There is usually three main lights in film and TV sets they consist of, key, fill and back light. The key light is the brightest light and casts the primary shadows which gives a direction to the light. The fill light does what it says and fills in any shadows left by the key light this light has no real shadows or direction of its own. And finally the back light. Each light has its own job and they are usually combined to create an overall effect. but they all do the same job which is to simulate the light that might occur under normal conditions in the filming space.
After being taught the three lights, we were shown how they were hung on long stands such as a C stand. They can be extended to a great height and this can unbalance the heavy light so sand bags are added to the base to distribute the weigh as seen below.We then went through all the possible effects that could be created with lighting showing us the different size lights , different filters, and how to properly use the barn doors (the hinged shutters on the front) these get very very hot and have to be handled with gloves !
We were then shown how the camera works they worked explained the different setting such as the effect that the aperture can have on the amount of light there is is a shot.Using poor Vicky as a model we filmed 5 second clips on each aperture setting.
The Lighting can help create illusions, shadows can distort the set and fool the audience.
Through the use of different lights we are able to control: The colour, direction, intensity, harsh and soft lighting, the mood and certain compositions.The difference between harsh and soft lighting: HARSH: Harsh and sharp shadows are created, the light is pretty solid. SOFT: The light is often bounced off a board to create a more subtle highlight and produce a more defused look.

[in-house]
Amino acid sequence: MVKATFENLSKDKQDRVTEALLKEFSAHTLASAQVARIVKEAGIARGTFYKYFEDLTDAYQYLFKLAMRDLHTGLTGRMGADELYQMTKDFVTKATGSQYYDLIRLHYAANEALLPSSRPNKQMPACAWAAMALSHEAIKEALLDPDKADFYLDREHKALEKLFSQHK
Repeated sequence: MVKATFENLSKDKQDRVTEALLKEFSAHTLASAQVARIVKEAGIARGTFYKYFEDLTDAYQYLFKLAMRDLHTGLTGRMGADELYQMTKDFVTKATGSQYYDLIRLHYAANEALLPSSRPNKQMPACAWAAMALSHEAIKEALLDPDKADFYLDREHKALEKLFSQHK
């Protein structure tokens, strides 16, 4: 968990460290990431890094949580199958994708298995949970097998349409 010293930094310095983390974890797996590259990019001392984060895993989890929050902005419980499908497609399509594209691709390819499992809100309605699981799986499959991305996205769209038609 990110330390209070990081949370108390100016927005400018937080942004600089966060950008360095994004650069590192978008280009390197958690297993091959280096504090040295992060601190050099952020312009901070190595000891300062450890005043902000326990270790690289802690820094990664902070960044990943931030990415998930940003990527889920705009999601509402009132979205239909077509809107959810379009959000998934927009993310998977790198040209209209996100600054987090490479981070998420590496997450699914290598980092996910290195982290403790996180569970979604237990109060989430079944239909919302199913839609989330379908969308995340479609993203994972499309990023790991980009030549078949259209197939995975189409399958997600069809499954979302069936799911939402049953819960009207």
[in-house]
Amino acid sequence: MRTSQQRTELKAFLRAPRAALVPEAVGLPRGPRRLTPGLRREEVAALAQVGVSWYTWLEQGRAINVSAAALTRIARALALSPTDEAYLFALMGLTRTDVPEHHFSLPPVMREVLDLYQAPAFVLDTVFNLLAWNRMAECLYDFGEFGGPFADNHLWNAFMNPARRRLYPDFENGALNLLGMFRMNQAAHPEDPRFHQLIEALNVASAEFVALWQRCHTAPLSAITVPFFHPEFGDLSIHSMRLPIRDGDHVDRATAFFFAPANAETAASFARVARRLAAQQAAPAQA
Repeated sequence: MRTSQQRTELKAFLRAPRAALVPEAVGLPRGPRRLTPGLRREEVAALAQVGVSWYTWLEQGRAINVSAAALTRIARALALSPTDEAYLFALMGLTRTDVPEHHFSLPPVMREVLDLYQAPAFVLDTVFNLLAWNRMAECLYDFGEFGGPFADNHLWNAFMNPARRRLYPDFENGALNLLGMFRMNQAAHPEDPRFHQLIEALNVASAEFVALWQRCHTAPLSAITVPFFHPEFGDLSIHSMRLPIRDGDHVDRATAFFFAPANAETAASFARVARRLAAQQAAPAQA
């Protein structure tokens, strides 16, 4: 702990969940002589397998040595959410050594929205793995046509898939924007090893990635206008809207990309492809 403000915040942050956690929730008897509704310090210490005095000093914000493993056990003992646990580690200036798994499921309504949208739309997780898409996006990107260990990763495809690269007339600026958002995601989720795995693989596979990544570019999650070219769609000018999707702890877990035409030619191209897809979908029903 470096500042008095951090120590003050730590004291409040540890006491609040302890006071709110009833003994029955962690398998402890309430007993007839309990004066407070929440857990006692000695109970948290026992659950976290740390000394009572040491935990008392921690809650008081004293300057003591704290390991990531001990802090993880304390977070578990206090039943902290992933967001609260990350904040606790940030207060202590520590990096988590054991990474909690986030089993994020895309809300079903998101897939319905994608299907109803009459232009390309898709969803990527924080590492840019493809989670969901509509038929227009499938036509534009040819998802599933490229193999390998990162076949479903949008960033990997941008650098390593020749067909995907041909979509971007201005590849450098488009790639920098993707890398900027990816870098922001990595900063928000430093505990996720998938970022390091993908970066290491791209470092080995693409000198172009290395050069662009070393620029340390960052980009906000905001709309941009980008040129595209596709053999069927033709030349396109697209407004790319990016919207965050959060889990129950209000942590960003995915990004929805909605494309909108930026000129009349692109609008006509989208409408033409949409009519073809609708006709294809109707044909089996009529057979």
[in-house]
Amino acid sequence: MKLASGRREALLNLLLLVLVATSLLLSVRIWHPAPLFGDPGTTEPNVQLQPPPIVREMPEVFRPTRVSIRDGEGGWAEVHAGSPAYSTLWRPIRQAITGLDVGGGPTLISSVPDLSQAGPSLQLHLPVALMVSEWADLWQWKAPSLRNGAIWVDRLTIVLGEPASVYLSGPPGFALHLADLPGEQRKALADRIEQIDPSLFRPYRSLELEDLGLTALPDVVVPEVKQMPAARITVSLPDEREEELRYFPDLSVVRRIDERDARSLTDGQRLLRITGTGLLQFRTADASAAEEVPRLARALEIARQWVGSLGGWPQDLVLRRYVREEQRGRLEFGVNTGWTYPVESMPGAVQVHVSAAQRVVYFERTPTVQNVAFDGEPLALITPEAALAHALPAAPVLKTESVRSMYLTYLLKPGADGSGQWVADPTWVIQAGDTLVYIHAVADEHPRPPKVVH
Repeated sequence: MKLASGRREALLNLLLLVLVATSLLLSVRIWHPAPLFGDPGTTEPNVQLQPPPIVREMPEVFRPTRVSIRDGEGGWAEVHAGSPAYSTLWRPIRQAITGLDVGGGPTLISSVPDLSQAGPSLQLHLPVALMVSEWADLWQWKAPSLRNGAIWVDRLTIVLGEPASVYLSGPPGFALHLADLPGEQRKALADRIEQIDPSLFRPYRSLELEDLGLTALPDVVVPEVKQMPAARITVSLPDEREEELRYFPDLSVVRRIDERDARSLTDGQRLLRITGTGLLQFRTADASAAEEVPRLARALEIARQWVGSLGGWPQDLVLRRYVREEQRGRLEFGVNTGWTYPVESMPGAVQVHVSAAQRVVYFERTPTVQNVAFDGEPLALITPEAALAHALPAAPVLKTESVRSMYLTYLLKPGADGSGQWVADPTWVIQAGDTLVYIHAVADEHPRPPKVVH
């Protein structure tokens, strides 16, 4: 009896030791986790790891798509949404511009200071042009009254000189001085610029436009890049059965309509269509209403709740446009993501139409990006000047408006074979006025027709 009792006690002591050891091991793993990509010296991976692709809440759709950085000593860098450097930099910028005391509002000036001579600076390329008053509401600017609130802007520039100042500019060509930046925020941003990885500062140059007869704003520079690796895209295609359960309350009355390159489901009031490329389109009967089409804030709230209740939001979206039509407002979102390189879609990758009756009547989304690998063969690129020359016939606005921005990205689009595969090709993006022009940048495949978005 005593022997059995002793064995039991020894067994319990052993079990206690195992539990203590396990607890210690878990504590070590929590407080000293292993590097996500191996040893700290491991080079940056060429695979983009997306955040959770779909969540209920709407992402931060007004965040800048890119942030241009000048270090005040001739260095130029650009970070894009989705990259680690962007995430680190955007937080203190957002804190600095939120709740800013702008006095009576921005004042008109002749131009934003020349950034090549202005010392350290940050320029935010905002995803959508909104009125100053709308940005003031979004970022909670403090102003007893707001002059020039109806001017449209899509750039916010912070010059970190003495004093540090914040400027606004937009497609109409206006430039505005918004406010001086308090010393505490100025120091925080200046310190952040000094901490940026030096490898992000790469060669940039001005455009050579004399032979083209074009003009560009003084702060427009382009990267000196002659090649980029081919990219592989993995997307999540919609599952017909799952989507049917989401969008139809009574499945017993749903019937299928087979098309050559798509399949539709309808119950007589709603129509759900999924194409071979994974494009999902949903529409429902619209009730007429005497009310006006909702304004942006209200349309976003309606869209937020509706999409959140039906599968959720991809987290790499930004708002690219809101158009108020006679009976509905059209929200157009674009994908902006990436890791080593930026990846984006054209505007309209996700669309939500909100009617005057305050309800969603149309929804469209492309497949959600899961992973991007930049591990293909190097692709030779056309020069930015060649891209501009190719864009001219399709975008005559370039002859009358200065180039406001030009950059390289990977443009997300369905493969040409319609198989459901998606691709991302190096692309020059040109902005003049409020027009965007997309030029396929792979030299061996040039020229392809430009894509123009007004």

Gels are put in front of the light to change the colour, the light shines through the gel.The gels can be layered to create different colours set colour correction and set the mood. Once we were familiarise with all the equipment we started to think about how our rooms should be lit.
'Low key lighting uses shadows and directed pools of light to create atmosphere
and suspense. It is often seen in crime or gangster movies. Low key lighting
suggests an air of mystery. Horror movies often use this style of lighting in
exaggerated form by over-lighting (placing a light above the face) or under-lighting
(placing a light under a face) actors to create a dramatic or distorted effect.'
quote from http://www.inpoint.org/pdf/LanguageofFilm08.pdf.
So finally we can shoot so we started with the Study. We set up a light in front of the double door joining the room to the drawing room this was a fill light effect we began to change the filters and the lights. we got more light in the set, We then tried the reflector technique involving the white board to try and create a softer light but we ended up loosing the detail of the room. it was particularly difficult to get the haunting effect we desired but the room worked well with the use of shadows.
My personal favourite is the drawing room the subtle orange light make the time frame look around sunset its warm and inviting but feels fresh at the same time as the picture below shows.